"Puffin Rococo"; oil on birch panel.
How would you describe your personal style?
My personal style depends on the occasion and also on the actual location. Fashion trends change from outports to city, from province to province, and country to country. My style at home on the Bonavista peninsula is very casual; comfortable shoes and colourful sweaters have always been my staples. I really love a fun sweater! I've also always enjoyed you can step up your style a bit in St. John's. There are plenty of the occasions for fancy shoes, dresses, and wool coats.
You are on a deserted island, what 3 items do you have?
One would definitely be a good piece of art, whether it is a painting or a sculpture or textile. It would be very difficult to narrow it down to just one of course, but the main theme must be hope. Then depending on the island, something to keep me warm or cool. For the third thing I think a nice cooking pot would be useful.
What’s the next place on your travel bucket list?
I would like to visit Portugal.
Why do you choose to call Newfoundland home?
Newfoundland is poetic and mystical and full of stories. I love the constant contrast of textures; here you have rocks and waves and wood and fog, old boats and clotheslines. I feel connected to the people and I'm glad that I can offer something to my community like yoga and art classes.
Variety of textile art pieces.
What's the most rewarding part of your career path?
The most rewarding and enriching part is the connection to the people. Having the opportunity to meet inspiring creatives across the arts as well as dedicated business owners, and to have a chance to self express. It has been a very fulfilling career path.
"Fish of Many Colours"; hooked rug.
Your career path is truly inspiring. What advice do you have for anyone that might be interested in pursuing a career in visual arts?
My advice would be to stay connected, stay persistent, do what you love, and have no expectations because this open mindedness will always lead to new and surprising journeys. Find a supportive group of likeminded people. Get involved locally and create your own opportunities.
We think that there is a deep connection between fashion and art. Today, art has no boundaries. Artistic influences are now featured on garments and accessories as well. Would you ever consider creating wearable art?
Such an excellent remark. I agree that art and fashion collaborations produce very interesting results. I have explored this avenue a little and have made some wearable art as well as artist T-shirts. Creating more wearable art pieces is definitely in the works as I develop my artistic practice.
Newfoundland has a vibrant arts community; from musicians and songwriters, to dancers and painters, authors and actors, and every form of craft in between. Johnny Ruth tries to show continued support by carrying numerous pieces and forms of art designed and/or manufactured by both local and Canadian artists, and has monthly live Artist Showcases in our shop window. How important do you think it is for the community to support local arts and local businesses that support the arts?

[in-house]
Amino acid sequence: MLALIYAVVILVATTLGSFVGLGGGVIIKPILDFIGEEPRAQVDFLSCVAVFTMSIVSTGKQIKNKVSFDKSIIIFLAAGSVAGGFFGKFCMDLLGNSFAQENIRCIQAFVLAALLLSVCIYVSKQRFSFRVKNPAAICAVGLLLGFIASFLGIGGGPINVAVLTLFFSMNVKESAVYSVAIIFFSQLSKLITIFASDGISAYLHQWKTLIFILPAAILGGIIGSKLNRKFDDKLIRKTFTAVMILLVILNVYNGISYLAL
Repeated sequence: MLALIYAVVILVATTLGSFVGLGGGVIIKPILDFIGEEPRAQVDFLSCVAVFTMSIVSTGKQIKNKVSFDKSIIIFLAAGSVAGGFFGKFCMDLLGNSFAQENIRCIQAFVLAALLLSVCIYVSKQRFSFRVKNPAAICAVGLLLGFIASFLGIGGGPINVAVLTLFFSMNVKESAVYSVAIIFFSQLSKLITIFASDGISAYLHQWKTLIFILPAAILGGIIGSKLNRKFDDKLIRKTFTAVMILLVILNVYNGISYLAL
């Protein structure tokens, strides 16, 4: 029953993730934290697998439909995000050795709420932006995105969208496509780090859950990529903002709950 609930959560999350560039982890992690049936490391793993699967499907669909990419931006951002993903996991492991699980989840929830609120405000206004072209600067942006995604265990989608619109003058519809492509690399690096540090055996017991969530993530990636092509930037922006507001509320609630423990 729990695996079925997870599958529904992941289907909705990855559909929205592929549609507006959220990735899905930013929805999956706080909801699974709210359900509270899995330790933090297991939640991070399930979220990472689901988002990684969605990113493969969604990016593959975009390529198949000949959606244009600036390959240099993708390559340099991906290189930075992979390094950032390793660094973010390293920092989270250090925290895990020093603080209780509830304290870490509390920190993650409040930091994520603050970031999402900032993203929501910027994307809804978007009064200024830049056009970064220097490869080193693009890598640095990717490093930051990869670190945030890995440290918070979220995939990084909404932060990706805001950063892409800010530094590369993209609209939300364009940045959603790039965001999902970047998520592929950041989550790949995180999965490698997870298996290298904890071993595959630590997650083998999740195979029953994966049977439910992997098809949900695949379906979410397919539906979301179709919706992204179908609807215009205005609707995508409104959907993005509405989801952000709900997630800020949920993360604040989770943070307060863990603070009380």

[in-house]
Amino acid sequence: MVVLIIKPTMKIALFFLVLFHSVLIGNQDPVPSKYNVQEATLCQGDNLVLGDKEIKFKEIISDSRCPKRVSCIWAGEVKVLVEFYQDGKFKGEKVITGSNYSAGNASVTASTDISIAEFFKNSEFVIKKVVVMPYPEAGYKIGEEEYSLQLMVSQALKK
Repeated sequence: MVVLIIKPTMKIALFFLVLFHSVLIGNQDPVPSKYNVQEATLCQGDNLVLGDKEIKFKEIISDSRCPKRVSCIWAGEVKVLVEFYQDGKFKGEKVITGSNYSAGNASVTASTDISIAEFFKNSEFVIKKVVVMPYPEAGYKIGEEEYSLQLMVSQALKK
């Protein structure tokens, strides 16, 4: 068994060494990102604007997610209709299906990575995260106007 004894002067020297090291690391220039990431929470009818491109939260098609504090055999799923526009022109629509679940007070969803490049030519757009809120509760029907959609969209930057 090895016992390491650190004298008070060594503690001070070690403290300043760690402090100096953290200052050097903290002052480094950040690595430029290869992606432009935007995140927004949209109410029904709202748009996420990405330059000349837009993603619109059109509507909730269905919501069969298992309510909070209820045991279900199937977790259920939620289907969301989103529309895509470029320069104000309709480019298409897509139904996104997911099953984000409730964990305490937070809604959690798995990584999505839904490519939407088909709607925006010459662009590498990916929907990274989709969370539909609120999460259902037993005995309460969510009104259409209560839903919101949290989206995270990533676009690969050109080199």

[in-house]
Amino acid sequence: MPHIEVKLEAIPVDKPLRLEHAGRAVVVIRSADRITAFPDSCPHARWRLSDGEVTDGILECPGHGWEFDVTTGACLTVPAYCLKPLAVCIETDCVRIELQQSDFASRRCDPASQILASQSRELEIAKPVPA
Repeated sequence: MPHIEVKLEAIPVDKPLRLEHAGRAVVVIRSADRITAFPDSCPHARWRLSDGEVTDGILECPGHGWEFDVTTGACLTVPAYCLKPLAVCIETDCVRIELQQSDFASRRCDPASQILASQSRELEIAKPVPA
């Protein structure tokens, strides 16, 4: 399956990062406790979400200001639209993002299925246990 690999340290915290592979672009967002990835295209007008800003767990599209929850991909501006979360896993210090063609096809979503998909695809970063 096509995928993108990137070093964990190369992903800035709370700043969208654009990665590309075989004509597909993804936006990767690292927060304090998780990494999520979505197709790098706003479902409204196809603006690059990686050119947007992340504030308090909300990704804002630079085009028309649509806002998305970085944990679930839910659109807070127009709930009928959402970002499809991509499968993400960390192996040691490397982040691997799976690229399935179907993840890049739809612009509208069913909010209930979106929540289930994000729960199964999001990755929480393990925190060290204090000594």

Community support for the arts in Newfoundland is like no other place in the world. It is very important because we collectively create our unique cultural identity. Not only does it help in building community and a sense of place, but it also supports mental health and creativity.
What’s your favorite thing about Johnny Ruth?
Visiting the store is always such a positive experience. You feel welcome and special. There is always something interesting to find. Everyone working at the store is so knowledgeable and always gives great styling advice. Fashion is all about the styling and trends; sometimes it is hard to judge what works best for you, but at Johnny Ruth you can always find someone to give you feedback and make great suggestions. The design of the space is also gorgeous and cozy.
You have created art using several different mediums and methods. How do you approach creating a piece, and what inspires your creative process?
Being an adept multi-media artist, I incorporate and work with different mediums; I select the material that will best communicate my artistic vision.
Commissioned Oil Painting.
How do you see the NL art industry evolving in the future, and how do you hope to contribute to this evolution?
I see the art industry of Newfoundland and Labrador moving towards more contemporary art while at the same time preserving the traditional and historic. I can see more and more artistic collaborations happening and producing new and unexpected art forms. I can already see art being much more inclusive, reaching with many cultural voices. It feels like theater, music, visual arts, performance, and fine craft has been re-energized in recent years. I can only hope that I can continue to contribute to this vibrant canvas of talent.
Landscape paintings series on display at the Leyton Gallery
Anastasia Tiller’s exhibition is on display at the Rooms until mid May and her work is also available for purchase at the Leyton Gallery.
To learn more about the Bonavista Biennale that Anastasia will be taking part in, visit their website here.
And to keep up to date with Anastasia's artistic endeavours, check out her instagram @frozenpartridgeberry!